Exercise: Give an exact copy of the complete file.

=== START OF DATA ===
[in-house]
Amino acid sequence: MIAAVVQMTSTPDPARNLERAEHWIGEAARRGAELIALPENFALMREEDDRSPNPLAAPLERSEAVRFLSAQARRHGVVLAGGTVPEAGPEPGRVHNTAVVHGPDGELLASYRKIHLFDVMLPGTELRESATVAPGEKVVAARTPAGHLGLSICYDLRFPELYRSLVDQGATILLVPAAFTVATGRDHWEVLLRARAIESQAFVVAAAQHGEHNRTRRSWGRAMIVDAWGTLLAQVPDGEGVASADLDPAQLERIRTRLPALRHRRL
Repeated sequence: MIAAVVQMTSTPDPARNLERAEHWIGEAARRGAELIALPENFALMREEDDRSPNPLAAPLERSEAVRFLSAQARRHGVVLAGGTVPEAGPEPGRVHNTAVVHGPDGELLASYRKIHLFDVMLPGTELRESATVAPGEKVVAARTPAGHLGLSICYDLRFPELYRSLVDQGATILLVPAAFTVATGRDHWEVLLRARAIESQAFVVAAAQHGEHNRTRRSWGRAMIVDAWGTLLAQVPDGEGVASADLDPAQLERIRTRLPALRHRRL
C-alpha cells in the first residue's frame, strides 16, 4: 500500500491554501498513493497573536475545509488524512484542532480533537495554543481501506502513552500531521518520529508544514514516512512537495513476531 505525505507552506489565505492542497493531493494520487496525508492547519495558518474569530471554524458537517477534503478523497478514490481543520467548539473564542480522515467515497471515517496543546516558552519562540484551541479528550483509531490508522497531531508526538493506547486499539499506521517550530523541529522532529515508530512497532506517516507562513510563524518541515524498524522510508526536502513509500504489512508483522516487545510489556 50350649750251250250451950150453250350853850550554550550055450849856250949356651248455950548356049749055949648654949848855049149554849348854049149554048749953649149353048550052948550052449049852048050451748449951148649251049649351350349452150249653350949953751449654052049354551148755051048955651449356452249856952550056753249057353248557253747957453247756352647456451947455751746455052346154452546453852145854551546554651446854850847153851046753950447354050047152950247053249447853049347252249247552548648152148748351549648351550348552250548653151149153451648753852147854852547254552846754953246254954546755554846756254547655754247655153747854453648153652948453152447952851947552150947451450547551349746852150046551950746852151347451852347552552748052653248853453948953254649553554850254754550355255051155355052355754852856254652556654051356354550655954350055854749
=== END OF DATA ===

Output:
[in-house]
Amino acid sequence: MIAAVVQMTSTPDPARNLERAEHWIGEAARRGAELIALPENFALMREEDDRSPNPLAAPLERSEAVRFLSAQARRHGVVLAGGTVPEAGPEPGRVHNTAVVHGPDGELLASYRKIHLFDVMLPGTELRESATVAPGEKVVAARTPAGHLGLSICYDLRFPELYRSLVDQGATILLVPAAFTVATGRDHWEVLLRARAIESQAFVVAAAQHGEHNRTRRSWGRAMIVDAWGTLLAQVPDGEGVASADLDPAQLERIRTRLPALRHRRL
Repeated sequence: MIAAVVQMTSTPDPARNLERAEHWIGEAARRGAELIALPENFALMREEDDRSPNPLAAPLERSEAVRFLSAQARRHGVVLAGGTVPEAGPEPGRVHNTAVVHGPDGELLASYRKIHLFDVMLPGTELRESATVAPGEKVVAARTPAGHLGLSICYDLRFPELYRSLVDQGATILLVPAAFTVATGRDHWEVLLRARAIESQAFVVAAAQHGEHNRTRRSWGRAMIVDAWGTLLAQVPDGEGVASADLDPAQLERIRTRLPALRHRRL
C-alpha cells in the first residue's frame, strides 16, 4: 500500500491554501498513493497573536475545509488524512484542532480533537495554543481501506502513552500531521518520529508544514514516512512537495513476531 505525505507552506489565505492542497493531493494520487496525508492547519495558518474569530471554524458537517477534503478523497478514490481543520467548539473564542480522515467515497471515517496543546516558552519562540484551541479528550483509531490508522497531531508526538493506547486499539499506521517550530523541529522532529515508530512497532506517516507562513510563524518541515524498524522510508526536502513509500504489512508483522516487545510489556 50350649750251250250451950150453250350853850550554550550055450849856250949356651248455950548356049749055949648654949848855049149554849348854049149554048749953649149353048550052948550052449049852048050451748449951148649251049649351350349452150249653350949953751449654052049354551148755051048955651449356452249856952550056753249057353248557253747957453247756352647456451947455751746455052346154452546453852145854551546554651446854850847153851046753950447354050047152950247053249447853049347252249247552548648152148748351549648351550348552250548653151149153451648753852147854852547254552846754953246254954546755554846756254547655754247655153747854453648153652948453152447952851947552150947451450547551349746852150046551950746852151347451852347552552748052653248853453948953254649553554850254754550355255051155355052355754852856254652556654051356354550655954350055854749